When Jesus asserts, "Today this scripture has been fulfilled in your hearing," the crowd gets excited and speaks well of Jesus. However, when they realize Jesus is suggesting a divine extension of this graciousness to those considered to be "other," the praise and admiration quickly turn to rage and disdain.

Reading this particular story within the larger literary context of the Gospel of Luke, it seems that the author is emphasizing and critiquing the commonly held expectation and practice of exhibiting empathy toward those we consider to be like ourselves and antipathy toward those we consider to be different.

It's often this way of thinking and being that causes some people to get upset when individuals often identified as "allies" start betraying their "own people." Why should we be so concerned with providing for immigrants? We need to care for our own people. Why should we be concerned about ensuring the safety and well-being of Muslims? We're Christians, and Islam is a false and violent religion. Why are you as a white person walking around with a "Black Lives Matter" shirt on, don't you know white lives matter too? As a matter of fact, "All Lives Matter."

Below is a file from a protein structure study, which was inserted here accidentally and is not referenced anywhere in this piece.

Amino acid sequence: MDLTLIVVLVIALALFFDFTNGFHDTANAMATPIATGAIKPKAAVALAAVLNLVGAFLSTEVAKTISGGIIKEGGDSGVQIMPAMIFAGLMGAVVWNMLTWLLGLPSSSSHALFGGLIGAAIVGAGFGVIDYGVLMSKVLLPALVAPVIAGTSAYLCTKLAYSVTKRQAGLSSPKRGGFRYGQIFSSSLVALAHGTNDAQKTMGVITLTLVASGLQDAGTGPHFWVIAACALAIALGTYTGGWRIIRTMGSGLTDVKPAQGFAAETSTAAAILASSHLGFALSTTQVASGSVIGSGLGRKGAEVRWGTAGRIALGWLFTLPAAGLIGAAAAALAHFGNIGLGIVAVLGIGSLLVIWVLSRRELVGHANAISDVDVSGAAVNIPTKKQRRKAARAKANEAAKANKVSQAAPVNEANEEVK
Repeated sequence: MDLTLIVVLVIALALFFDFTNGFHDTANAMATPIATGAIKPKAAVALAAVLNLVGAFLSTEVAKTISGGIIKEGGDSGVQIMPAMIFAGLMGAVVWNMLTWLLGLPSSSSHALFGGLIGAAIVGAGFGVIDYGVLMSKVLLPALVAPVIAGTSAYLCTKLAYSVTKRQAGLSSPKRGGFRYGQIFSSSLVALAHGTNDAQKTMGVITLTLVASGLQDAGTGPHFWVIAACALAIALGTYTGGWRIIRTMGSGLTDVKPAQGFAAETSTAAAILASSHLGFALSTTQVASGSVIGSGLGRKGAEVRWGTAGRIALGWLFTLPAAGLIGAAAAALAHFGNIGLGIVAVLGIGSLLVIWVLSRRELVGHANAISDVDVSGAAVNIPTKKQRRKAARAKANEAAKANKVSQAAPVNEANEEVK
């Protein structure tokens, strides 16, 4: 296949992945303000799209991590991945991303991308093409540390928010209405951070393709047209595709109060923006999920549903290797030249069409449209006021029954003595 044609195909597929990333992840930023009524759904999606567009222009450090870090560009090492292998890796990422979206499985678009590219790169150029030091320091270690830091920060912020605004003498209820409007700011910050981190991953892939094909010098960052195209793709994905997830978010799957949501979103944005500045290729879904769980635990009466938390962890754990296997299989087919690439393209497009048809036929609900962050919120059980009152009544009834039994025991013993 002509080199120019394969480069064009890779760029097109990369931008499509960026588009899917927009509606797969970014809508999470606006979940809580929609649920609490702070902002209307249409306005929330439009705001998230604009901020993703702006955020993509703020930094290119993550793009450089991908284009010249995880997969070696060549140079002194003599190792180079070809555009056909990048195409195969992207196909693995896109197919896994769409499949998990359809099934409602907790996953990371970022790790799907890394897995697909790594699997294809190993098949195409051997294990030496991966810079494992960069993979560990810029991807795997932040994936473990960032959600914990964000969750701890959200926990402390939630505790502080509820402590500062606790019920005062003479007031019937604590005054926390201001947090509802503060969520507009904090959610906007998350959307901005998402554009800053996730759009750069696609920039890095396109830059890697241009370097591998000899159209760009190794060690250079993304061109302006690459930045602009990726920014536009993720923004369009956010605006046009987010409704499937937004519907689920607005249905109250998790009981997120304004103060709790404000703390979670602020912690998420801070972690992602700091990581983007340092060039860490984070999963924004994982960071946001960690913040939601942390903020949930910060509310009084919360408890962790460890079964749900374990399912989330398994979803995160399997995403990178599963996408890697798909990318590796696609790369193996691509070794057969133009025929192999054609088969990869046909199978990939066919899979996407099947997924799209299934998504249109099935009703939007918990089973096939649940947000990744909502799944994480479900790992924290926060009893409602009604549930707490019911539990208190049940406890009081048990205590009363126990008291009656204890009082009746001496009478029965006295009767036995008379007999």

People who demonstrate empathy toward so-called "others" are often identified as "traitors" by their "own people," and are often responded to with the same type of rage and disdain exhibited toward Jesus by his "hometown" people.